Intangible Goods vending machine
Intangible Goods

Vending Machine Dispenses Therapy Instead of Snacks

Editor
Who needs a candy bar when you can buy “courage” for less than $2?

Say you’re feeling angry. Or you’re feeling sad. A little lonely, maybe. In any one of these scenarios, you might reach for a snack — a chocolate bar, or a bag of potato chips. But imagine that you happen upon a vending machine that, instead of comfort food, dispenses something that may actually fulfill your emotional needs.

You simply tell the machine how you’re feeling and it replies by spitting out a piece of useful paraphernalia — something devised by mental health professionals to help you feel better when you walk away with your purchase.

This vending machine exists; it’s on display in the central business district of Sydney, Australia, until April 8 as part of an art installation called “Intangible Goods.” The machine will later float to other to-be-determined locations around Sydney.

Artists Elizabeth Commandeur and Mark Starmach collaborated with mental health professionals to design the packages, wrapped and labeled things like “Reassurance” and “Belonging.” Each packet costs 2 Australian dollars (about $1.50 USD) and contains items such as origami stars, maps, pencils, and written prompts.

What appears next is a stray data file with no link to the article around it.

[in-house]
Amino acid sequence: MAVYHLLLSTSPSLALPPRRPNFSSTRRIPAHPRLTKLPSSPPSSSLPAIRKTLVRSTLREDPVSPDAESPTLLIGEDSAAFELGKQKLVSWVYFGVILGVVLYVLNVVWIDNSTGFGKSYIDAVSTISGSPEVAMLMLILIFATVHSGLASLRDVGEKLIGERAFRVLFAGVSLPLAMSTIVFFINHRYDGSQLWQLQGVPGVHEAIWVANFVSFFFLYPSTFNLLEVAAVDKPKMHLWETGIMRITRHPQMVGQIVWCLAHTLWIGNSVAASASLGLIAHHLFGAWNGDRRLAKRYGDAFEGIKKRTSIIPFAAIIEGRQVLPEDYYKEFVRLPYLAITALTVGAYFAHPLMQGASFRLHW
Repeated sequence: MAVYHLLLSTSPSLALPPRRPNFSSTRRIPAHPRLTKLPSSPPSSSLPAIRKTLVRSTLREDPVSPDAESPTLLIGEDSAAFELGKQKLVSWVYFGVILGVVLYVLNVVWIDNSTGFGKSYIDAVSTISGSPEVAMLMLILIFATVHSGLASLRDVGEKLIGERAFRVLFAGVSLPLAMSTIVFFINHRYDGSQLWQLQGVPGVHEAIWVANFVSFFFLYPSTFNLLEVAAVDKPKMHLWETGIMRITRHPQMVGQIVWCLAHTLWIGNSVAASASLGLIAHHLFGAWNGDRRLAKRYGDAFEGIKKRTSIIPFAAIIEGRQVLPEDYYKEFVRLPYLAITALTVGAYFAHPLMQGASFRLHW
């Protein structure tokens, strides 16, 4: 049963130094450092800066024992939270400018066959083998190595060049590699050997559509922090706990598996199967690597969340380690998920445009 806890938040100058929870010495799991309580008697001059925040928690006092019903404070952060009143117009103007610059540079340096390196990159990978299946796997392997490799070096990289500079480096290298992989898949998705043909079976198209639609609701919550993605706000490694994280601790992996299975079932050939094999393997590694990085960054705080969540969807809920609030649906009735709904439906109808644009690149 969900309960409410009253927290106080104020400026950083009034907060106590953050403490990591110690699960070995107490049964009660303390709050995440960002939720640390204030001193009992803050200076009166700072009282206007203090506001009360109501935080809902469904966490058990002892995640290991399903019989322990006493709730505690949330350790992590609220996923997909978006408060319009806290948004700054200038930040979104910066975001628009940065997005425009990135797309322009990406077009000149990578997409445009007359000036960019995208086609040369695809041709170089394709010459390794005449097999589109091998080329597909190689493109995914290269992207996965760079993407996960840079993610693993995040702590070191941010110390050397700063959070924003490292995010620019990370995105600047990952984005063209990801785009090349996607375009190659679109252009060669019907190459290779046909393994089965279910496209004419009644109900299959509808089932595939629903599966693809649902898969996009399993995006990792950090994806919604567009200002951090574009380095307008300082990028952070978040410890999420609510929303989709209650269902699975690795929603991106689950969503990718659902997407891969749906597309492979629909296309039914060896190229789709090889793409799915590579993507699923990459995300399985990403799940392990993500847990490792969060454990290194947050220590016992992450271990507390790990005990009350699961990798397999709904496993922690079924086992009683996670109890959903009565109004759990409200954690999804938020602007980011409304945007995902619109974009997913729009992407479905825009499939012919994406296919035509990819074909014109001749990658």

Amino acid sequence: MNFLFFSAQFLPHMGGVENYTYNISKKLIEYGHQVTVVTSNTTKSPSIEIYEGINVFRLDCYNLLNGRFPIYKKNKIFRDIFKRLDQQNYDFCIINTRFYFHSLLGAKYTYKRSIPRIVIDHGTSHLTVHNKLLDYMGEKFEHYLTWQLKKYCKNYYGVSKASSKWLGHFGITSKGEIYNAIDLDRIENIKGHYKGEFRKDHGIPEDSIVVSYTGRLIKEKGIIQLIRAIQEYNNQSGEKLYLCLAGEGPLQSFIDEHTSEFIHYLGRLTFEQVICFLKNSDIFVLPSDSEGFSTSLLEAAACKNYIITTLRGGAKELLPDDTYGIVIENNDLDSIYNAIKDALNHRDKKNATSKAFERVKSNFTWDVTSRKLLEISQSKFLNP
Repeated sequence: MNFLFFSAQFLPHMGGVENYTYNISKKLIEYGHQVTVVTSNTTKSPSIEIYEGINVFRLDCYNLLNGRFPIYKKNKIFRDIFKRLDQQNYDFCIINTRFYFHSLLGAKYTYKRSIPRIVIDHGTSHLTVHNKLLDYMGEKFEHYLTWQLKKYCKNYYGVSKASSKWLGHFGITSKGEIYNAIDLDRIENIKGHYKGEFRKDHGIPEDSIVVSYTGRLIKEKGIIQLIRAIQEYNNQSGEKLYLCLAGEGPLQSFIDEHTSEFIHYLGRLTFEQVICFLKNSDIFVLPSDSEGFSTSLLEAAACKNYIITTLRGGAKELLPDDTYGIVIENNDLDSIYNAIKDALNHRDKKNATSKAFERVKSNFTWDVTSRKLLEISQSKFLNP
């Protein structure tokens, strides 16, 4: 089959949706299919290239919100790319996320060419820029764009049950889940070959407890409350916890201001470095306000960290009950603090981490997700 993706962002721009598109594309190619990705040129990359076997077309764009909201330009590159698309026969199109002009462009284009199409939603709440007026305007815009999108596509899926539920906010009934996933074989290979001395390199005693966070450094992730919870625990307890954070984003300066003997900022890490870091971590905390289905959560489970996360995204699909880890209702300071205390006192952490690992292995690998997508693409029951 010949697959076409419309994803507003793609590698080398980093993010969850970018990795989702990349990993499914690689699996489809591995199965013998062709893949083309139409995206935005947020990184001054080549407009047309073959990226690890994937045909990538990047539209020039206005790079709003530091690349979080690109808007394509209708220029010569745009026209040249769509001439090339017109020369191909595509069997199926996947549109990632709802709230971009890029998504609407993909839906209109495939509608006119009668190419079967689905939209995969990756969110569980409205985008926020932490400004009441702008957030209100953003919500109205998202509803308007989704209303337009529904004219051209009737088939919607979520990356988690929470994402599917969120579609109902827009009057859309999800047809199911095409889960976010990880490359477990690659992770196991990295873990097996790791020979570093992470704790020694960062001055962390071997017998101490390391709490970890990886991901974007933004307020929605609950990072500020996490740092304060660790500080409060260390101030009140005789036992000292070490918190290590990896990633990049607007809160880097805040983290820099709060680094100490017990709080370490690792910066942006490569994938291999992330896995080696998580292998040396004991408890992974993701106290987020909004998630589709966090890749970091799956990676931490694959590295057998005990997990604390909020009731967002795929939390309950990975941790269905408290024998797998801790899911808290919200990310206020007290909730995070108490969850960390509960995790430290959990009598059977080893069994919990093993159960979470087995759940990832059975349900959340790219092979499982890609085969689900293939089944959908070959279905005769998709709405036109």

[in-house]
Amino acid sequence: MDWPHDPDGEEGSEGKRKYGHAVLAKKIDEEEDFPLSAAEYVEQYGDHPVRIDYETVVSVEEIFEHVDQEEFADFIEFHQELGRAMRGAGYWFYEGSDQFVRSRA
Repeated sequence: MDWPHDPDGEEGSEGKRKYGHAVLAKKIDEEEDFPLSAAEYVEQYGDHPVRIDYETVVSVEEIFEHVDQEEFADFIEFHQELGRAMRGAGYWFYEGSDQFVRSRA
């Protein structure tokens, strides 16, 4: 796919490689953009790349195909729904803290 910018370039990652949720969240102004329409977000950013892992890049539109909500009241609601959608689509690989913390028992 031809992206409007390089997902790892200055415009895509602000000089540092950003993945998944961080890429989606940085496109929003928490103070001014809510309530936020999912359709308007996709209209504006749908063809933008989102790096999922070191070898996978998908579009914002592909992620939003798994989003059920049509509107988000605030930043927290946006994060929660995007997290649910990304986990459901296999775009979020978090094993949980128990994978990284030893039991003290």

“The purpose of Intangible Goods is to question whether our emotional and psychological needs are being fed by our society,” Starmach told The Daily Meal. “And if not, whether we could use the system we already have to do so.”

All proceeds from the machine will go towards organizations either researching mental illness or offering support to those experiencing mental health issues, including the Schizophrenia Research Institute at NeuRA, NSW Mental Health, Association (WayAhead), and beyondblue.

“Ultimately, we just want people to come together and have fun with this installation,” Starmach explained. “We’ve already seen people kiss, come down in groups from their office, and chat with strangers as a result of the work.”

Though the package labeled “Friendship” might not contain an actual new friend, it seems to be giving people the confidence or skills to make friends themselves — sometimes even at the site of the installation.

“Our goal is to really make everyday mental health a more approachable topic,” Commandeur told us, “all through this whimsical artwork.”

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If you think this concept is wacky, wait until you see what dispenses from these wild vending machines from around the world.